You've heard
it before: "You need to know calculus to understand this", or "You
can't do that unless you know calculus", or "You must worship calculon,
the Greek god of calculus", or "You can't urinate in here sir, this is
a tool shed", etcetera. Good news! Today, you'll be a step closer to
telling those people to stuff it!
Today, I'm going to cover limits, deriving using delta method, simple
rules to derive a variety of equations. I'll try to provide an example
for everything.
1. Limits
In Limits, you're always trying to do math without actually doing math.
If you did the question in the limit, what number would it be close to?
That's the question a limit tries to solve.
lim
x>2 x + 2 = 4
Intuitively, you know the answer will be 4, and as x approaches 2, the
answer will approach 4, since 2 + 2 = 4. Meanwhile,
lim 1
x > 0  = Infinity
x
is actually infinity, because right as you're about to hit zero, you'll
be just one step away from infinity. In most classical calculus
classes, you'll learn how to do limits for all sorts of impossible
equations where you're dividing by zero, but in practice, that's not
very useful, since even using the basic element of calculus we'll be
covering in the next section.
2. Delta Method derivation
Before we start with the technique for delta method derivation, you
have to understand what calculus is.
Calculus is just the slope of an equation. Anyone who has taken a High
School Mathematics should be able to remember:
m = rise/run = deltaY/deltaX = Y2  Y1 / X2  X1
Derivative calculus is just trying to do the same. Also, like Slope m
is the rate of change of Y each X, (every time X changes by 1, Y
changes by m), the derivation of an equation is the rate of change of
the Y in an equation for every X. Of course, calculus would be a pain
if you could only use y and x to describe variables, so the notation
for a derivitave is often:
dy

dx
Where y and x can be any letter. For example, a standard physics
equation for linear velocity is:
x = x0 + v0t + 1/2at^2
where x0 is the initial position, where v0 is the initial velocity, a
is acceleration and t is time. Expressing the derivitave (which
becomes, incidentally, the equation for expressing velocity)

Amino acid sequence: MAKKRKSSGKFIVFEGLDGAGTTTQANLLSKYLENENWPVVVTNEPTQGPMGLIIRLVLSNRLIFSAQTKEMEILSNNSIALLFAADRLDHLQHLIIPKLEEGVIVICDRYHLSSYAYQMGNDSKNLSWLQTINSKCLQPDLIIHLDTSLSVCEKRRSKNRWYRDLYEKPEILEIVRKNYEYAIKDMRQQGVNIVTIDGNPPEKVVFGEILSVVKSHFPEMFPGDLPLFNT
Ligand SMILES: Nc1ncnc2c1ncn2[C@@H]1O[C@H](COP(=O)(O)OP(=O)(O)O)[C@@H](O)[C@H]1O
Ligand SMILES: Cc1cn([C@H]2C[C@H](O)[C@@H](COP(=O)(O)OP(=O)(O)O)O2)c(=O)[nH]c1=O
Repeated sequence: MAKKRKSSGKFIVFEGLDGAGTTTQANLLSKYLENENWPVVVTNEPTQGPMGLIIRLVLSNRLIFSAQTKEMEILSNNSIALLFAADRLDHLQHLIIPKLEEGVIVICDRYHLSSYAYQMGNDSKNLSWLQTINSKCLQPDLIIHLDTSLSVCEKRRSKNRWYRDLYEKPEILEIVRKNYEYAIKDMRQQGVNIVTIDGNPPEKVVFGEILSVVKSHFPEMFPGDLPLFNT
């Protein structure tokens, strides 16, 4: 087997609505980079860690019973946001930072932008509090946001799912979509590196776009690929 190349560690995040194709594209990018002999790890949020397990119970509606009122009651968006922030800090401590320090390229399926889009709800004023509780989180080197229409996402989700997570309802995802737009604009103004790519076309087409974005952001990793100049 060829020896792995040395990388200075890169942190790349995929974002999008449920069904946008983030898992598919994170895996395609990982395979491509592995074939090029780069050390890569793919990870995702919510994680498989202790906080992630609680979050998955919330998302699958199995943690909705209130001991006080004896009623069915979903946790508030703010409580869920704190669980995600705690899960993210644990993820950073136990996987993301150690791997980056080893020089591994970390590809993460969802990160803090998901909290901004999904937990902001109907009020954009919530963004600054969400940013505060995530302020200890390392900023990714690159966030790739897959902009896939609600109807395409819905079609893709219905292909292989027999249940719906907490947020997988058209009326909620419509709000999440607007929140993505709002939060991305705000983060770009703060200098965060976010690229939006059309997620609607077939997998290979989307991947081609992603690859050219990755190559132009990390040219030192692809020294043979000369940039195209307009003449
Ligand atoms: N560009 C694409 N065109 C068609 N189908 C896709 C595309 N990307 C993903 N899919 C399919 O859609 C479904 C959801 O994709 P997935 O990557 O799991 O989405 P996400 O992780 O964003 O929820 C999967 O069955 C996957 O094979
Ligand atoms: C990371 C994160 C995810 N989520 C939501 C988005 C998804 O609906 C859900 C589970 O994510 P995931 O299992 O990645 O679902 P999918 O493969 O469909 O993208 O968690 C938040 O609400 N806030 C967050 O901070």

dx
 = v0 + at
dt
This should illustrate the simplicity of the system to you, especially
as we move on into more complex subjects where you'll begin to
understand how the above works. I will be using the above equations
again in later articles, because kinematics (equations like x = vt and
v = at) provide a direct example of applied calculus.
Now, understanding the notation a little better, and the concept just a
little, now we're going to look at our first derivitave, deriving the
equation y = x^2 + 2x + 1. To do this, we'll use a technique known as
the delta method.It's very simple once you get the hang of it, but it's
the clumsiest way to do it, and mostly useful for demonstrating how a
derivitave is done(lucky you!!).
It's the long four step method:
i. Add a delta to the X and Y in your equation. This is like adding a
tiny tiny amount to it.
y + deltay = (x + deltaX)^2 + 2(x + deltaX) + 1
ii. Take away Y from each side. This means taking y away from the left
side of the equation and the eqaution for y from the right side.
y + deltay  y = (x + deltax)^2 + 2(x + deltax) + 1  (x^2 + 2x + 1)
We can multiply out 2(x + deltax) to become 2x + 2deltax, which lets
us take out 2x and +1 , so we have:
deltay = (x + deltax)^2 + 2deltax  x^2
Now we'll want to multiply out the exponent there, which expands to (x
+ deltax)(x + deltax), so our equation becomes
deltay = x^2 + 2x(deltax) + deltaX^2 + 2deltax  x^2
so
deltay = 2x(deltax) + deltax^2 + 2deltax